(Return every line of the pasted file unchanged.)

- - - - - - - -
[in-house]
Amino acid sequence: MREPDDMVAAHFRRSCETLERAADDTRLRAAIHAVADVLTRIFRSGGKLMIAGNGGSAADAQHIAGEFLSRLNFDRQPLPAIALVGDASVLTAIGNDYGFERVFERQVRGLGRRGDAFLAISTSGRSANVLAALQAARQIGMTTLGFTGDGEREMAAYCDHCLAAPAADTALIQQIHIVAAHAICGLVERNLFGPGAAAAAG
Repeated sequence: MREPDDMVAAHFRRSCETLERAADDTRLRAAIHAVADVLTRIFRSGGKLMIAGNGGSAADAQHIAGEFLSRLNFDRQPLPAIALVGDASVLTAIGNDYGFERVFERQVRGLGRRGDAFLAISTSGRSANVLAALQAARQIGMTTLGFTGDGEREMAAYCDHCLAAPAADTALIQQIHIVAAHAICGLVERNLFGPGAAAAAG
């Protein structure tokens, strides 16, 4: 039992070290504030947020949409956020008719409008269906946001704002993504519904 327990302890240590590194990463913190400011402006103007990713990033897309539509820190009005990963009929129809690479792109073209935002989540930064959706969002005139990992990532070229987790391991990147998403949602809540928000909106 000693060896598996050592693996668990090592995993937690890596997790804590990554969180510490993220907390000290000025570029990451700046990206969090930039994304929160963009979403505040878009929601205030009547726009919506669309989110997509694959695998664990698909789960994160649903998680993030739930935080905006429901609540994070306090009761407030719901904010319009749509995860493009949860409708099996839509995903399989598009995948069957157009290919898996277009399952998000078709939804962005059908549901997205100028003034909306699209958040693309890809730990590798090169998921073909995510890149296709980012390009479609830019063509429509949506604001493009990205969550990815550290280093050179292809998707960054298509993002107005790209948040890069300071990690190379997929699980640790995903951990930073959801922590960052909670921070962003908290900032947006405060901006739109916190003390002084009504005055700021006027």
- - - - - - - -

[in-house]
Amino acid sequence: MREPDDMVAAHFRRSCETLERAADDTRLRAAIHAVADVLTRIFRSGGKLMIAGNGGSAADAQHIAGEFLSRLNFDRQPLPAIALVGDASVLTAIGNDYGFERVFERQVRGLGRRGDAFLAISTSGRSANVLAALQAARQIGMTTLGFTGDGEREMAAYCDHCLAAPAADTALIQQIHIVAAHAICGLVERNLFGPGAAAAAG
Repeated sequence: MREPDDMVAAHFRRSCETLERAADDTRLRAAIHAVADVLTRIFRSGGKLMIAGNGGSAADAQHIAGEFLSRLNFDRQPLPAIALVGDASVLTAIGNDYGFERVFERQVRGLGRRGDAFLAISTSGRSANVLAALQAARQIGMTTLGFTGDGEREMAAYCDHCLAAPAADTALIQQIHIVAAHAICGLVERNLFGPGAAAAAG
């Protein structure tokens, strides 16, 4: 039992070290504030947020949409956020008719409008269906946001704002993504519904 327990302890240590590194990463913190400011402006103007990713990033897309539509820190009005990963009929129809690479792109073209935002989540930064959706969002005139990992990532070229987790391991990147998403949602809540928000909106 000693060896598996050592693996668990090592995993937690890596997790804590990554969180510490993220907390000290000025570029990451700046990206969090930039994304929160963009979403505040878009929601205030009547726009919506669309989110997509694959695998664990698909789960994160649903998680993030739930935080905006429901609540994070306090009761407030719901904010319009749509995860493009949860409708099996839509995903399989598009995948069957157009290919898996277009399952998000078709939804962005059908549901997205100028003034909306699209958040693309890809730990590798090169998921073909995510890149296709980012390009479609830019063509429509949506604001493009990205969550990815550290280093050179292809998707960054298509993002107005790209948040890069300071990690190379997929699980640790995903951990930073959801922590960052909670921070962003908290900032947006405060901006739109916190003390002084009504005055700021006027």